Albania (continued …)

Things have been looking better this year for the Vjosa Valley. With the Albanian Administrative Court deciding in favour of a free-flowing river, scientists have gained time to better research and understand the importance of Vjosa remaining dam free. The battle for Vjosa goes on though, as the Albanian Government appeals the court’s decision. To learn more about the current developments, watch this video:

And more about the Vjosa river and the surrounding area:

After a short visit to the Vjosa Valley, we planned to stop for an even shorter period in the Valbona Valley. When we arrived, we were introduced to the fact that building of a run-of-river project on one of Valbona’s most beautiful sections has begun. Not only is this area under IUCN Category II protection, but clearly documents in favour of the construction, like environmental impact assessment and public consultation report, have been fortified, which thus deems this whole project illegal. TOKA organisation was founded to fight this nonsense. This land is poor but very attractive to tourists, which have been coming here in bigger and bigger numbers every year. Tourism seems to be the only chance of future prosperity that the locals have and the proposed hydropower projects would make this whole area a lot less alluring.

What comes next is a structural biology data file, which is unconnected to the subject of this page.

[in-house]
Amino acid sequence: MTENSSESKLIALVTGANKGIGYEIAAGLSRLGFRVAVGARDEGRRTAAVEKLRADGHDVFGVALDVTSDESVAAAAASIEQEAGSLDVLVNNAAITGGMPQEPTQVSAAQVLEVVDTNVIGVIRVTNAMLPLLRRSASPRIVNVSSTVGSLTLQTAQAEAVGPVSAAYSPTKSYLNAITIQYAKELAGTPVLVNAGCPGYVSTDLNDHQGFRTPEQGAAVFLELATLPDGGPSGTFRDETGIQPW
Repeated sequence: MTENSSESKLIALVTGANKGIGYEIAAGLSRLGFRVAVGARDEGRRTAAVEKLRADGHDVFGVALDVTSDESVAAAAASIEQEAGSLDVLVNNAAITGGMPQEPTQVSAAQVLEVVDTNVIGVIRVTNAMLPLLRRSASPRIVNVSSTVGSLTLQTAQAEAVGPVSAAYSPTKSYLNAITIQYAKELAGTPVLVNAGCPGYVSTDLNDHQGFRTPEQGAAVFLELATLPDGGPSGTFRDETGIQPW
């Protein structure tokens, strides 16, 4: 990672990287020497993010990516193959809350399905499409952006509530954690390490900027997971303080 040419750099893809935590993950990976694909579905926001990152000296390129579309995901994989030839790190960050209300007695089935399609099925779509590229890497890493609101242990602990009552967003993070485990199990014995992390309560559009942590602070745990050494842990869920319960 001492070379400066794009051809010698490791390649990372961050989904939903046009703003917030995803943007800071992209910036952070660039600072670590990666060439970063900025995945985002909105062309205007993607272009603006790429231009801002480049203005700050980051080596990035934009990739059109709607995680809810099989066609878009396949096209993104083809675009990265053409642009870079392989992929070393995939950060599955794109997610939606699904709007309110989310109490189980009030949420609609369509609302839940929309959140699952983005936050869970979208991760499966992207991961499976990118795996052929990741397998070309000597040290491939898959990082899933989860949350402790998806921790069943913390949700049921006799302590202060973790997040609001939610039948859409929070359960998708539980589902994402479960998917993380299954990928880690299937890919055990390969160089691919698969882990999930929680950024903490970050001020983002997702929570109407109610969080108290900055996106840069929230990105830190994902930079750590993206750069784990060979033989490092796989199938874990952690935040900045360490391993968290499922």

LOCATION: Valbona Valley (upstream of Bajram Curri)

RIVER: Valbona (V)

SPORTS: Kayaking, hiking.

WHERE TO STAY: Camping or Lodging available in multiple locations up the valley. We stayed at Rilindja, where TOKA founders and fighters for the free-flowing Valbona, Catherine Bohne, and Alfred Selimaj, are based out of, so visit them to support their cause.

VALBONA PUT-IN: 42°27’40.60″N / 19°55’22.15″E (depending on the flow, you could start higher up)

TAKE-OUT: Anywhere before the ultra-narrow canyon at the exit of the valley. It mostly gets run in 2 parts but after you know it, you can do the whole thing in one day.

Valbona Valley is a spectacular part of Albanian Alps. The natural beauties of the valley are in abundance, from magnificent high mountains, diverse wildlife, lush forests, to crystal-clear Valbona River. This area is world-famous for its hikes but only a handful of people know that it is also one of the region’s, if not Europe’s, best kayaking rivers. Its rapid section is over 20 km long and it does not disappoint with its technical boulder gardens and some picture-perfect larger raids. Apart from a short section around the village of Dragobi, Valbona is suitable for class 5 kayakers only.

Check out the video we shot while we were visiting the Valbona Valley. Visit TOKA website, where you can learn how you can contribute to the efforts for Valbona to remain free-flowing.